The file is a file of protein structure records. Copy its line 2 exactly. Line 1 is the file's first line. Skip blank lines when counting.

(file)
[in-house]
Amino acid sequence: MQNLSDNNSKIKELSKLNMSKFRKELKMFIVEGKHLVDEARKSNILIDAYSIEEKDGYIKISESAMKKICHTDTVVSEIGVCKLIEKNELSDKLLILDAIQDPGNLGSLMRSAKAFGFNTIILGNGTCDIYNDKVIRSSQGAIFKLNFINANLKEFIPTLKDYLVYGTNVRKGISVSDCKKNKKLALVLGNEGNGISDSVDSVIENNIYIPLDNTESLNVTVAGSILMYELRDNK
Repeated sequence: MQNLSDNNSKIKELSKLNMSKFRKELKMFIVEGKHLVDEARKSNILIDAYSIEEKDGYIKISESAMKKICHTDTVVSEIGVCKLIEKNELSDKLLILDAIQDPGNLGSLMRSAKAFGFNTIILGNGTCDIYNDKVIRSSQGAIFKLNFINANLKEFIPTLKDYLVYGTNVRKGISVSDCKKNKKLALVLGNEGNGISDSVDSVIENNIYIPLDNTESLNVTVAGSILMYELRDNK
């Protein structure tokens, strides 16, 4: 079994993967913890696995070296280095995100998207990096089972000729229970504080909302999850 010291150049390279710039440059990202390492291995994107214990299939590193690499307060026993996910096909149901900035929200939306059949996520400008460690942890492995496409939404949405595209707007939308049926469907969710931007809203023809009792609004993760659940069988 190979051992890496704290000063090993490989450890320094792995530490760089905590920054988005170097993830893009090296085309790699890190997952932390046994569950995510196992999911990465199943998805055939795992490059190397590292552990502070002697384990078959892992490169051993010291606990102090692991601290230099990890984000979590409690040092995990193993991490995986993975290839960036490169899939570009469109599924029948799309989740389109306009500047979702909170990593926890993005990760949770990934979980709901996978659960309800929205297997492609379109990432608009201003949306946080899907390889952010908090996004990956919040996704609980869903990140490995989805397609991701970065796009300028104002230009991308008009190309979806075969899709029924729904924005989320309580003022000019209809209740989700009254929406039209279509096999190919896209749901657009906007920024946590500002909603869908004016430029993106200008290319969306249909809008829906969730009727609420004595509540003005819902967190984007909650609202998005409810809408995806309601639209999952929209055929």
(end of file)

Amino acid sequence: MQNLSDNNSKIKELSKLNMSKFRKELKMFIVEGKHLVDEARKSNILIDAYSIEEKDGYIKISESAMKKICHTDTVVSEIGVCKLIEKNELSDKLLILDAIQDPGNLGSLMRSAKAFGFNTIILGNGTCDIYNDKVIRSSQGAIFKLNFINANLKEFIPTLKDYLVYGTNVRKGISVSDCKKNKKLALVLGNEGNGISDSVDSVIENNIYIPLDNTESLNVTVAGSILMYELRDNK